The business has an insatiable appetite for data and insights. Even in the age of big data, the number one issue of business stakeholders and analysts is getting access to the data. If access is achieved, the next step is "wrangling" the data into a usable data set for analysis. The term "wrangling" itself creates a nervous twitch, unless you enjoy the rodeo. But, the goal of the business isn't to be an adrenalin junky. The goal is to get insight that helps them smartly navigate through increasingly complex business landscapes and customer interactions. Those that get this have introduced a softer term, "blending." Another term dreamed up by data vendor marketers to avoid the dreaded conversation of data integration and data governance.
The reality is that you can't market message your way out of the fundamental problem that big data is creating data swamps even in the best intentioned efforts. (This is the reality of big data's first principle of a schema-less data.) Data governance for big data is primarily relegated to cataloging data and its lineage which serve the data management team but creates a new kind of nightmare for analysts and data scientist - working with a card catalog that will rival the Library of Congress. Dropping a self-service business intelligence tool or advanced analytic solution doesn't solve the problem of familiarizing the analyst with the data. Analysts will still spend up to 80% of their time just trying to create the data set to draw insights.
When you hear the term fast data the first thought is probably the velocity of the data. Not unusual in the realm of big data where velocity is one of the V's everyone talked about. However, fast data encompasses more than a data characteristic, it is about how quickly you can get and use insight.
Working with Noel Yuhanna on an upcoming report on how to develop your data management roadmap, we found speed was a continuous theme to achieve. Clients consistently call out speed as what holds them back. How they interpret what speed means is the crux of the issue.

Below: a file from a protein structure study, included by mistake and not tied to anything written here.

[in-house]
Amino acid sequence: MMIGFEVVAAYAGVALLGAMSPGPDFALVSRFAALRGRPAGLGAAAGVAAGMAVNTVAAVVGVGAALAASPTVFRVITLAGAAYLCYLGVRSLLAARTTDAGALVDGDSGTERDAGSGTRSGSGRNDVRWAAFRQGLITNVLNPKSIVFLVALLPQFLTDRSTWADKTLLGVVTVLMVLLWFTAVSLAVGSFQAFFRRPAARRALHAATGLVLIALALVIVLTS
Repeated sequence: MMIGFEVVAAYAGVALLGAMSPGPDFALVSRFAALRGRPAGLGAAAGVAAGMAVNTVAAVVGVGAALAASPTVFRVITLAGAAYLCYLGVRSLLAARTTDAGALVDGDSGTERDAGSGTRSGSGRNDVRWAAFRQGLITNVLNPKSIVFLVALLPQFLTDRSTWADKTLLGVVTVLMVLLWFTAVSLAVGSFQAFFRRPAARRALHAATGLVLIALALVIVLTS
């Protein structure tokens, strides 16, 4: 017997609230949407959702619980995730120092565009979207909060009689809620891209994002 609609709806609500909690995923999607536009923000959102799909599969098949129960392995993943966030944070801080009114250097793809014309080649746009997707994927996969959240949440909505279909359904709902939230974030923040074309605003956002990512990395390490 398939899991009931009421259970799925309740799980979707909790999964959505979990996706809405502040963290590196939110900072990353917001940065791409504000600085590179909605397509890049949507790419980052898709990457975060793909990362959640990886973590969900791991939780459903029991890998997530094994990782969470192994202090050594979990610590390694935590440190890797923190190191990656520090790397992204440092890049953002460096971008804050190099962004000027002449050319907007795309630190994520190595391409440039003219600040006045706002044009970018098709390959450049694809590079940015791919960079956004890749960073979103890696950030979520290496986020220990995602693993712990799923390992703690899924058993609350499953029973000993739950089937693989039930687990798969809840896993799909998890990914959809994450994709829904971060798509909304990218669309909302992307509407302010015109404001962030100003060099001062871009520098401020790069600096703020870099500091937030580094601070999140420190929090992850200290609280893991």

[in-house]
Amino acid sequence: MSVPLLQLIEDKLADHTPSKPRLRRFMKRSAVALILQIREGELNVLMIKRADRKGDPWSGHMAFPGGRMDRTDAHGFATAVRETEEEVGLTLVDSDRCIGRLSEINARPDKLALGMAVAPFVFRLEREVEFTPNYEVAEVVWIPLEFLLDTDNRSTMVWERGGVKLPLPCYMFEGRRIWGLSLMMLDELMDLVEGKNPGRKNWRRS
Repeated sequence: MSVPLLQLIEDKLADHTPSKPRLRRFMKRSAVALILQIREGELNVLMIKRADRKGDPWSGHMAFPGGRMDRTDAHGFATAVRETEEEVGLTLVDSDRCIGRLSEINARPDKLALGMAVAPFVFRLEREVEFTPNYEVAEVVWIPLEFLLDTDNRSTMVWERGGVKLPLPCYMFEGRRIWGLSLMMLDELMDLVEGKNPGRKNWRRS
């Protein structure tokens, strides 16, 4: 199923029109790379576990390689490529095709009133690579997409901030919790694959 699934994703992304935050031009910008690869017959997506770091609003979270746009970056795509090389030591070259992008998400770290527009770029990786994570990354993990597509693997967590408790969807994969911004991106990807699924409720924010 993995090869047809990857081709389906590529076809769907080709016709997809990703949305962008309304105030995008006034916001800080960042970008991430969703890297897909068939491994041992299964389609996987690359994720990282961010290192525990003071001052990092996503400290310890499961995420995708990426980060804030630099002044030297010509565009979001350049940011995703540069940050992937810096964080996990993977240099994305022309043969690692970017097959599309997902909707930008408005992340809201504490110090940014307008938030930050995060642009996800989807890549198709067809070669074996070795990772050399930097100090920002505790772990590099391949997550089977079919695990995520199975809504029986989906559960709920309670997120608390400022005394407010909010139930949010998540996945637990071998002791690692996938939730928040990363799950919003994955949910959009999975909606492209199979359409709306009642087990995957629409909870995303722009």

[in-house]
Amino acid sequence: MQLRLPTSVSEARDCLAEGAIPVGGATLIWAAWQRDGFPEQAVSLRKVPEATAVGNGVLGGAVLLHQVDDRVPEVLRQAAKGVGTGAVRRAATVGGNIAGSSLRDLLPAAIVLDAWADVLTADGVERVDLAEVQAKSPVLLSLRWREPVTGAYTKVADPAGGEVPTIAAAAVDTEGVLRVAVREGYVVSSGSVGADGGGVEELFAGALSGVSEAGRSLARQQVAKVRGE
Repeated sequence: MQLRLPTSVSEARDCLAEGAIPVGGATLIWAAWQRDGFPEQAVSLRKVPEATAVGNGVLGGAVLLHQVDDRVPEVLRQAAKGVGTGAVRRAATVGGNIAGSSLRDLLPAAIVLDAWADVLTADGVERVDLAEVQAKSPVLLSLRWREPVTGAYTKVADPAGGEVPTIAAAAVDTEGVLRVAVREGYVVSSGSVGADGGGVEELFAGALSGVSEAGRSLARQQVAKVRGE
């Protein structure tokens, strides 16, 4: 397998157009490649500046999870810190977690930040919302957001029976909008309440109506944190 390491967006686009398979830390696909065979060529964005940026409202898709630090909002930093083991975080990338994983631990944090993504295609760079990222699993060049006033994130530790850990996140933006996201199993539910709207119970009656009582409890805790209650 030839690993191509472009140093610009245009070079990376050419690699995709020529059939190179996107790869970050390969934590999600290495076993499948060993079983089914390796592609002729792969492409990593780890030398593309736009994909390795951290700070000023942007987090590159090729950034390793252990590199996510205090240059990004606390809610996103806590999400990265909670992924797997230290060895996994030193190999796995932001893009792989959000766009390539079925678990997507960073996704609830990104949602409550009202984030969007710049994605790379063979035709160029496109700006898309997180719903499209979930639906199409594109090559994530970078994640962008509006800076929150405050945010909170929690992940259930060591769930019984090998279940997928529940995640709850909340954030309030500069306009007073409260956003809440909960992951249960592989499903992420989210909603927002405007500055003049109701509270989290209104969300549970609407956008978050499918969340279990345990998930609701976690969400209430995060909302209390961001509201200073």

Technology management thinks about how quickly data is provisioned. The solution is a faster engine - in-memory grids like SAP HANA become the tool of choice. This is the wrong way to think about it. Simply serving up data with faster integration and a high performance platform is what we have always done - better box, better integration software, better data warehouse. Why use the same solution that in a year or two runs against the same wall?
The other side of the equation is that sending data out faster ignores what business stakeholders and analytics teams want. Speed to the business encompasses self-service data acquisition, faster deployment of data services, and faster changes. The reason, they need to act on the data and insights.
The right strategy is to create a vision that orients toward business outcomes. Today's reality is that we live in a world where it is no longer about first to market, we have to be about first to value. First to value with our customers, and first to value with our business capabilities. The speed at which insights are gained and ultimately how they are put to use is your data management strategy.
Since the dawn of big data data quality and data governance professionals are yelling on rooftops about the impact of dirty data. Data scientists are equally yelling back that good enough data is the new reality. Data trust at has turned relative.
Consider these data points from recent Forrester Business Technographics Survey on Data and Analytics and our Online Global Survey on Data Quality and Trust:
Nearly 9 out of 10 data professionals rate data quality as a very important or important aspect of information governance
43% of business and technology management professionals are somewhat confident in their data, and 25% are concerned